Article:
Then one of the 24 elders said to John, “Don’t weep. Look—the Lion from tribe of Judah, the root of David’s family line, He has conquered. He can open the scroll. He can rip through the seven seals.” Evidently, any one of the elders all had spiritual insight and could have answered and they all would have pointed to Jesus Christ. He is the only One who has the right and title to this earth. He not only redeemed us, but He also redeemed the earth. They identify all of His ministries that relate to the earth.

Jesus, as the “Lion of the tribe of Judah,” identifies Him with Israel (see Genesis 49:9-10); Jesus is also “the Root of David.” In 2 Samuel 7, that great chapter of God’s covenant with David, He says, “I am going to bring One in your line who shall rule, not only over these people, but over the whole earth.” The Lord Jesus Christ has the right to rule, as He is the fulfillment of the Old Testament prophecies about the future of the world. All of those prophecies will be fulfilled at Jesus’ second coming to the earth to establish His Kingdom.

Next, John tells us more of what he saw. There, between the throne (with the four living creatures) and with the elders, John said he saw a Lamb (Christ) standing, bearing scars and wounds as though it had been slain.

This lamb is standing before the throne and is ready to act as the righteous Judge. He is “a lamb”—literally, a little lamb in all its gentleness and willingness to be sacrificed. Jesus Christ was led as a lamb to the slaughter, and He didn’t open His mouth (see Isaiah 53:7). He’s the Lamb of God who takes away the sin of the world (see John 1:29). This lamb had the wounds and scars of a violent death that speak of Jesus’ redemptive sacrifice, a substitute for us. Yet this lamb is standing. Jesus is no longer seated at the right hand of God but is moving now, moving to power. He is coming to this earth. The judgment of the Tribulation is about to strike the earth. The winds are blowing on the earth.

The Lamb has seven horns (complete power, omnipotent; see Daniel 7-8) and seven eyes (complete knowledge; omniscient), which are the seven Spirits of God who have been sent on duty into all the earth. Jesus moves in the fullness of the Spirit, who is the Spirit of wisdom and understanding.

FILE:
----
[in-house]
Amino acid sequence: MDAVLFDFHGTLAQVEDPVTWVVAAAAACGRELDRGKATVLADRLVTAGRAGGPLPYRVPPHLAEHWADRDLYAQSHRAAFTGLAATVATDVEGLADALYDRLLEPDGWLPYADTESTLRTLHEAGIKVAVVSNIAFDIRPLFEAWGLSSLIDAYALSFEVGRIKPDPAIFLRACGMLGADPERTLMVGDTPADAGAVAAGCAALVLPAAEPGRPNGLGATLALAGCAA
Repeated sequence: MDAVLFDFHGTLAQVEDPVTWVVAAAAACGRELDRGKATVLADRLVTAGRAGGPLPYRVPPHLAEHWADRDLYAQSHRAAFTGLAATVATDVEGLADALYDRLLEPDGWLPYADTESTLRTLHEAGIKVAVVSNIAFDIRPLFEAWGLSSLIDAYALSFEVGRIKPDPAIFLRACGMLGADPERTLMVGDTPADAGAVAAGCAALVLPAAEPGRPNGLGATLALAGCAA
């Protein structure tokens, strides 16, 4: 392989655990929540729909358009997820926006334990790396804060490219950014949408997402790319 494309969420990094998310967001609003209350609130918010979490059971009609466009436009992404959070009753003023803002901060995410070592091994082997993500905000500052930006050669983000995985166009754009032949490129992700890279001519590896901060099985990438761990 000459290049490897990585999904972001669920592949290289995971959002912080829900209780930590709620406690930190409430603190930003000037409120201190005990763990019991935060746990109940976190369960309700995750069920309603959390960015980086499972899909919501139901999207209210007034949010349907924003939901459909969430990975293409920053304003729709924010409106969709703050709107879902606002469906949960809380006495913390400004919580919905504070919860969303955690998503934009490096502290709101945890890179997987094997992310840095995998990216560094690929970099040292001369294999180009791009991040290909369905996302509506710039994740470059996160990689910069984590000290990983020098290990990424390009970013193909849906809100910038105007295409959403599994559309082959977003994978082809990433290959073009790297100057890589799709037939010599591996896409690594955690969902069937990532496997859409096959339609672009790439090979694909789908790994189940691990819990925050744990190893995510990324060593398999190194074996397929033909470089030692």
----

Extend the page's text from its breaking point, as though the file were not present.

The Lord Jesus Christ is a Lion and a Lamb. As a lion refers to His second coming; the lamb character refers to His first coming. The lion is symbolic of His majesty; the lamb is symbolic of His meekness. As a lion He is a Sovereign; as a lamb He is a Savior. As a lion He is a Judge; as a lamb He is judged. The lion represents the government of God; the lamb represents the grace of God.

John continues to tell us what the Lion/Lamb Jesus is doing. Jesus moves to the throne, takes the book, and now takes over through the Tribulation Period. He judges the world in righteousness before He reigns in righteousness. He is no longer the intercessor of the church, for the church is now with Him.

 This “new song” they sing is about redemption. The old song we hear about in the book of Job is the song of creation. They sang about God as the Creator because they didn’t really know anything about His love. Now we can sing about our Savior who loves us and who gave Himself for us. What a beautiful picture!

He is “worthy”—meaning now Jesus Christ fills the entire horizon of praise and worship. Worship means “to return to worth,” that which belongs to Him; Jesus Christ is the only One worthy of praise. They sing of Jesus’ shed blood in heaven that redeems us. And not only us, the church, but they also praise the Lamb for those yet to be saved on the earth—the tribulation saints.

What a beautiful picture! And looking around, John said he heard the voice of many angels around the throne—so many he couldn’t count them. Ten thousands of ten thousands—God’s created intelligences were praising Him, all saying with one great voice, “Worthy is the Lamb who was slain to receive power and riches and wisdom, and strength and honor and glory and blessing” (v. 12).

Every created thing, every creature of God joins in this universal act of worship, both in heaven and earth. Evidently, the animals in the earth and the fish in the sea join in this volume of praise! They sing, “Blessing and honor and glory and power be to Him who sits on the throne, and to the Lamb, forever and ever” (v. 13).

And the four living creatures add their “Amen!” And the 24 elders fell down in silent adoration and praise of Jesus Christ who lives forever and ever.

If we could, we would sing the “Hallelujah Chorus,” for as we come to the end of this very remarkable scene in heaven, we see that all praise and honor and worship must go to the Lord Jesus Christ. If you are not in the habit of praising and worshiping Him, why don’t you start right now?

That’s it for today, join me next week as I tackle those four riders of the Apocalypse.